Rasing Goats

>> Ahad, 30 November 2008

The goat is one of the smallest domesticated ruminants which has served mankind earlier and longer than cattle and sheep. It is managed for the production of milk, meat and wool, particularly in arid, semitropical or mountainous countries. In temperate zones, goats are kept often rather as supplementary animals by small holders, while commercially cows or buffaloes are kept for milk, cheese and meat, and sheep for wool and meat production. Nonetheless, there are more than 460 million goats worldwide presently producing more than 4.5 million tons of milk and 1.2 million tons of meat besides mohair, cashmere, leather and dung; and more people consume milk and milk products from goats worldwide than from any other animal. Cheese production from goat milk, even in France, Greece, Norway and Italy, is of economic importance. Goat herds, on the other hand low producing though, are an expression of capital assets and wealth in Africa and Asia where they are found in large numbers. In the United States, there are between 2 and 4 million head; with Texas leading in Angora, meat and bush goats; and California leading in dairy goats.
Goats can survive on bushes, trees, desert scrub and aromatic herbs when sheep and cattle would starve to death. Goat herders often have neglected a rational numerical balance between goat numbers and sparse vegetation. Over-grazing has destroyed many tree and woodland areas which was blamed then on goats rather than man, and this has caused widespread ecological and political concerns, erosion, desertification and even ban on freely grazing goats in some areas. On the other hand, goats are valued by cattle and sheepmen in the fight against brush encroachment on millions of acres of open rangeland.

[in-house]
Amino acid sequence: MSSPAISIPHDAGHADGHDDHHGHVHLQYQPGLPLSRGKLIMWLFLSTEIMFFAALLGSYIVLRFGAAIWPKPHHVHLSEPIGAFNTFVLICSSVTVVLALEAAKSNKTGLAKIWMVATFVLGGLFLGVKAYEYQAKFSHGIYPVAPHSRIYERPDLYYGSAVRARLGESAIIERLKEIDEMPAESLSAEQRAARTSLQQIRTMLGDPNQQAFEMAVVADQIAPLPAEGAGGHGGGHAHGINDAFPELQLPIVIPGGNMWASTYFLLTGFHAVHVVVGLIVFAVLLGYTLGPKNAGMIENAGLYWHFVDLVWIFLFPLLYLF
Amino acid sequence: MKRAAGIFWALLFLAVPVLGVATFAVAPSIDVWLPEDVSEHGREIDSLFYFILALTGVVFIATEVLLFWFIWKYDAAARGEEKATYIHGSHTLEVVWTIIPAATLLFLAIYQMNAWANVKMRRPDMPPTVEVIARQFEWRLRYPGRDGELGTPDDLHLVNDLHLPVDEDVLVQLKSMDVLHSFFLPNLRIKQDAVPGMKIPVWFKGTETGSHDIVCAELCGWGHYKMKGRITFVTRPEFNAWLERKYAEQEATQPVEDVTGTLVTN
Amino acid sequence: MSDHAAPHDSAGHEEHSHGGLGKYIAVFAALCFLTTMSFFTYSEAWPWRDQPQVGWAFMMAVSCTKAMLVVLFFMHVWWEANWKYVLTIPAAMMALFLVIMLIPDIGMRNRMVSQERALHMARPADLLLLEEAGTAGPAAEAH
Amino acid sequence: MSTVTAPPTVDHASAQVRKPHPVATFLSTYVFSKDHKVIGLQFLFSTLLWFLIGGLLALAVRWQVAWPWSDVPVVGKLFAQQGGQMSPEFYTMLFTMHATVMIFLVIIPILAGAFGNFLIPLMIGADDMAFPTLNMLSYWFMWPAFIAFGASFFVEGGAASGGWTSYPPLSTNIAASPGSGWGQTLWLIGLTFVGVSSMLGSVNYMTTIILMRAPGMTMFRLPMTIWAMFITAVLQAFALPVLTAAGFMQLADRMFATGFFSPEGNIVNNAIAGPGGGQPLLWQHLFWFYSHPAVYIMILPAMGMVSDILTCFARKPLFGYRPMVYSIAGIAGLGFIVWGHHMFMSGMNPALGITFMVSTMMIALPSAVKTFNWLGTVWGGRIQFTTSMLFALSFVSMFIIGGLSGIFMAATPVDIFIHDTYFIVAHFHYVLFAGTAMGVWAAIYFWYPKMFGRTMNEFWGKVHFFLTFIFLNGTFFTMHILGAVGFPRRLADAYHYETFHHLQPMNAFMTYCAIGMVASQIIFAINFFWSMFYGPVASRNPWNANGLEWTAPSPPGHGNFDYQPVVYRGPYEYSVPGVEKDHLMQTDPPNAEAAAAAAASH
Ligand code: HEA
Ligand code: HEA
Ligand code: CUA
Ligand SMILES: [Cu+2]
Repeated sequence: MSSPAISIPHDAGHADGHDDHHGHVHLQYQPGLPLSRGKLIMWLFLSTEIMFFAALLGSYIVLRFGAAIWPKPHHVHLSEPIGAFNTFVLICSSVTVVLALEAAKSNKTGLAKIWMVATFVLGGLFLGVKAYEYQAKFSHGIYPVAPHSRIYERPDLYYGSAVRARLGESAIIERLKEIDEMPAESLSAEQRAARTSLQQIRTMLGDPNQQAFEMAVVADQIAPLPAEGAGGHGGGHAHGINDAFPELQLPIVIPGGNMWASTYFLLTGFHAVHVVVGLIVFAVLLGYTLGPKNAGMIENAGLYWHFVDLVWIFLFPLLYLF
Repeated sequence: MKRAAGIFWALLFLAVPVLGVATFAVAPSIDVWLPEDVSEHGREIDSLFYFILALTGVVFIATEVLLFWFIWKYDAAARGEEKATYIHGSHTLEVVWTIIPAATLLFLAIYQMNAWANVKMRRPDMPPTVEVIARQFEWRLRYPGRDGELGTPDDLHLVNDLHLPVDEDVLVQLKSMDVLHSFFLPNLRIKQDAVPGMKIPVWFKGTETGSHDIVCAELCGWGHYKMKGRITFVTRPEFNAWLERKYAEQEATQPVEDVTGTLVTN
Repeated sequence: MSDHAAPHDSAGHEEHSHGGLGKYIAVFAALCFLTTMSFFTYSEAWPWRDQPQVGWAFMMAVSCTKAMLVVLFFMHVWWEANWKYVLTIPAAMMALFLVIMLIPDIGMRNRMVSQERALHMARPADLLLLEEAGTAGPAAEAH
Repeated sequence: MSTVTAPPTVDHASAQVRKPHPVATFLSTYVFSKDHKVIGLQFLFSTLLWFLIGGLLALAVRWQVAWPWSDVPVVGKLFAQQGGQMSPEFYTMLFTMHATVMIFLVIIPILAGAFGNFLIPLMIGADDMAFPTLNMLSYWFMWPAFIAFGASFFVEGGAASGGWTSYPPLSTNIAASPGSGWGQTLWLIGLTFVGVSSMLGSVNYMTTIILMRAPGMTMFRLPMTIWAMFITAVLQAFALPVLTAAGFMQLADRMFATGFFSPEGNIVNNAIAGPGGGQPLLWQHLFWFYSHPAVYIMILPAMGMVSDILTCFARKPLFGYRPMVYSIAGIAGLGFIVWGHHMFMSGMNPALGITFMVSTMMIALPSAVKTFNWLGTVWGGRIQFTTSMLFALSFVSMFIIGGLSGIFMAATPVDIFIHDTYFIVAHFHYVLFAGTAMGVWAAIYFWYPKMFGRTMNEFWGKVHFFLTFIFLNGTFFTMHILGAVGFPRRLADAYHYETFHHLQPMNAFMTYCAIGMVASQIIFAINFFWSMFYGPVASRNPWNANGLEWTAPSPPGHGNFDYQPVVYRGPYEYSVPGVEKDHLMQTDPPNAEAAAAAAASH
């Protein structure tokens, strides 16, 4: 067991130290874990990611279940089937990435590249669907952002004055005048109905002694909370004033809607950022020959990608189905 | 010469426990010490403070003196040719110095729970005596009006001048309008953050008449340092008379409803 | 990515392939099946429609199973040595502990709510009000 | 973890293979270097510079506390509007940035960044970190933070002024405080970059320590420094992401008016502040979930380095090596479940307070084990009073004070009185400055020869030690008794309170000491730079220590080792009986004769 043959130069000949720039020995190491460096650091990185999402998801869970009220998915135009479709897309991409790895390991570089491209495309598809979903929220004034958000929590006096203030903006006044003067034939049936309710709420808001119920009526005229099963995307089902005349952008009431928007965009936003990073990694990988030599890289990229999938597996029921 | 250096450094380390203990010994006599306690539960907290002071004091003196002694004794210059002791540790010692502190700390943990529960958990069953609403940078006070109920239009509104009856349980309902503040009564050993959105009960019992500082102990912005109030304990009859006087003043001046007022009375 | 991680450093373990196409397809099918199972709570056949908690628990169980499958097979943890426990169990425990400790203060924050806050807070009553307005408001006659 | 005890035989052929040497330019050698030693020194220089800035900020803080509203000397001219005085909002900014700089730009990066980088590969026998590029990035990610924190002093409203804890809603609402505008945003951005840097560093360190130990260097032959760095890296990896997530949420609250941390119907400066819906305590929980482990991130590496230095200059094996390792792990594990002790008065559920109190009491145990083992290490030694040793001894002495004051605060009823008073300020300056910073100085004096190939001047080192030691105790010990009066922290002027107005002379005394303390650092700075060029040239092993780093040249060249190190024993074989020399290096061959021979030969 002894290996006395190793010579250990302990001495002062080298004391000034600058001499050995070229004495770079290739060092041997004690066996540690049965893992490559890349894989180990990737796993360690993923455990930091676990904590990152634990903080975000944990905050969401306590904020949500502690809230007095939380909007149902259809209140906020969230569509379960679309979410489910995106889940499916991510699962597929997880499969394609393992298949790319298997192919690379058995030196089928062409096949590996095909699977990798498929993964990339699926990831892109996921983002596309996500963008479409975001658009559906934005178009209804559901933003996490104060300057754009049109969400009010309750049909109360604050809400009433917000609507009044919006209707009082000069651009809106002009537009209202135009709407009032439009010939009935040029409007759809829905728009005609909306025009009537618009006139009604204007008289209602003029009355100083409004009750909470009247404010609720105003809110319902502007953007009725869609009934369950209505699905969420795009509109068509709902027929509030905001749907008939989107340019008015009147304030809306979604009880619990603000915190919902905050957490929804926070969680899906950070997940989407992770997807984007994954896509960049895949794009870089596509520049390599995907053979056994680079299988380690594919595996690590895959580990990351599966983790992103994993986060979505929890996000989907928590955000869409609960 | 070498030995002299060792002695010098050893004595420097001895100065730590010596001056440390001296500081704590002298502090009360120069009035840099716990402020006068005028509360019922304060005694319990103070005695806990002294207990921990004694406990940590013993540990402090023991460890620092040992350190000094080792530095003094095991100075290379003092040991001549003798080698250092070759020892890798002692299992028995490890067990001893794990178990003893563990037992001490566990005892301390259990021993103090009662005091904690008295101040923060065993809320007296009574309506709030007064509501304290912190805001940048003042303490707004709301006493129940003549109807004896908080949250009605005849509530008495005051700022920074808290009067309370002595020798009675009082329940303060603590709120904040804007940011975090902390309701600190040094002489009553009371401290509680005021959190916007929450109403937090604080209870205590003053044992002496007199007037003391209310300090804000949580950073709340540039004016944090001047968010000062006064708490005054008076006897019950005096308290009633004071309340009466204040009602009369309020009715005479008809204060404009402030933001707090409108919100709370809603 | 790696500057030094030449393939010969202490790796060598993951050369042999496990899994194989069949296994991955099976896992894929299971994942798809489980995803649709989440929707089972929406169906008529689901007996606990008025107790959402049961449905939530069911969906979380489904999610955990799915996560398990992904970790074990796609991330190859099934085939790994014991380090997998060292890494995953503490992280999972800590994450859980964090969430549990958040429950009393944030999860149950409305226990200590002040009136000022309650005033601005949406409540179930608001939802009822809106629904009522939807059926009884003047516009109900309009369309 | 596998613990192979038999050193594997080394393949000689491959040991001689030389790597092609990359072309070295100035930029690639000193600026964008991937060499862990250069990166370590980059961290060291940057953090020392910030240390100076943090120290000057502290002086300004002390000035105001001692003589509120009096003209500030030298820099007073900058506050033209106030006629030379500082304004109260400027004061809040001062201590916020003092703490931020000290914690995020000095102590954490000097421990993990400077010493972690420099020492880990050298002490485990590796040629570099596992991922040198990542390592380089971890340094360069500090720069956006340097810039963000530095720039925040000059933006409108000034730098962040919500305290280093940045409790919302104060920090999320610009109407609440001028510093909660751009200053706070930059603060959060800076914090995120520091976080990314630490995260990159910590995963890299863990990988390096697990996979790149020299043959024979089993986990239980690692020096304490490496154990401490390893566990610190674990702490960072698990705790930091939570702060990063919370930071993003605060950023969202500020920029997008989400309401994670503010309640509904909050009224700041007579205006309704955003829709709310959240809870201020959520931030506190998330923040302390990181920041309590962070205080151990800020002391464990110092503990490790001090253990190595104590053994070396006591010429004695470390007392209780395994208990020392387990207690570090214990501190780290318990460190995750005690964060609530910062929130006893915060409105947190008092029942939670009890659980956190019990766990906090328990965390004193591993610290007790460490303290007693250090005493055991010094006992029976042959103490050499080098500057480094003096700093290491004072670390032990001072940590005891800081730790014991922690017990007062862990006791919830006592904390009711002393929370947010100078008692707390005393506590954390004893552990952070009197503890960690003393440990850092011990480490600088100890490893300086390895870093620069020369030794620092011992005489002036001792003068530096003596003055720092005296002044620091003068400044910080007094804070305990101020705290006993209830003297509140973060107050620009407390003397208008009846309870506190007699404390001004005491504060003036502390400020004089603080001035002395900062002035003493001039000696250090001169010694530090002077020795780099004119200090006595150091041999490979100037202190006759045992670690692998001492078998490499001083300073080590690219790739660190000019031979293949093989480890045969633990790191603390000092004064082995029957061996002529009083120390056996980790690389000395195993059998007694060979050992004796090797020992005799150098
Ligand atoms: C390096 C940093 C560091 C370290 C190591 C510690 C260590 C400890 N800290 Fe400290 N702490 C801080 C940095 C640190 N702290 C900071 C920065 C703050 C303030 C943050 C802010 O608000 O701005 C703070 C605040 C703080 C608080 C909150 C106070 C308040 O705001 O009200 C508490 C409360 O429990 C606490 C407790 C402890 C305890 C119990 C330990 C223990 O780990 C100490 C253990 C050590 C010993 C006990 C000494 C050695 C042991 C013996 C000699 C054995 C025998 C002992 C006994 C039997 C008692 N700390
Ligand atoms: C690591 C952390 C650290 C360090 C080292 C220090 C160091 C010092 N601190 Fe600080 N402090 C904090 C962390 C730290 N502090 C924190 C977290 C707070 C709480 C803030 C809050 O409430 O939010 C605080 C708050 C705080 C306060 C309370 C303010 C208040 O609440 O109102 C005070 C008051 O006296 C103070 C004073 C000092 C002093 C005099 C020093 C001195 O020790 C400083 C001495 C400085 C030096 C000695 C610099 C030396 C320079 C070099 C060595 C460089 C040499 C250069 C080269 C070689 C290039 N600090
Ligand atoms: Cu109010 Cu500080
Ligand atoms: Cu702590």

Swiss goat breeds are the world's leaders in milk production. Indian and Nubian derived goat breeds are dual-purpose meat and milk producers. Spanish and South African goats are best known for meat producing ability. The Turkish Angora, Asian Cashmere and the Russian Don goats are kept for mohair and cashmere wool production. In addition, there are Pygmy goats from Western Africa of increasing interest as laboratory and pet animals.
Goat milk casein and goat milk fat are more easily digested than from cow milk. Goat milk is valued for the elderly, sick, babies, children with cow milk allergies, patients with ulcers, and even preferred for raising orphan foals or puppies. Fat globules in goat milk are smaller than in cow milk and remain dispersed longer. Goat milk is higher in vitamin A, niacin, choline and inositol than cow milk, but it is lower in vitamin B6, B12, C and carotenoids. The shorter chain fatty acids (C6, C8, C10, C12) are characteristically higher in goat milk than in cow milk. Otherwise milk gross composition from goats or cows is similar except for differences due to breeds, climate, stage of lactation and feeds.
Breeds of goats vary from as little as 20 lb mature female bodyweight and 18 inches female withers for dwarf goats for meat production up to 250 lb and 42 inches withers height for Indian Jamnapari, Swiss Saanen, Alpine and AngloNubian for milk production. Some Jamnapari males may be as tall as 50 inches at withers. Angora goats weigh between 70 to 110 lb for mature females and are approximately 25 inches tall. Birthweights of female singles are between 3 and 9 lb; twins being often a pound lighter and males 1/2 lb heavier. Twinning is normal in goats with a high percentage of triplets thus giving several breeds an average annual litter size above 2 per doe and more than 200 reproduction rate. Females are called doe, young are kids, males are bucks; one speaks of buck and doe kids, and doelings, and of wethers or castrates.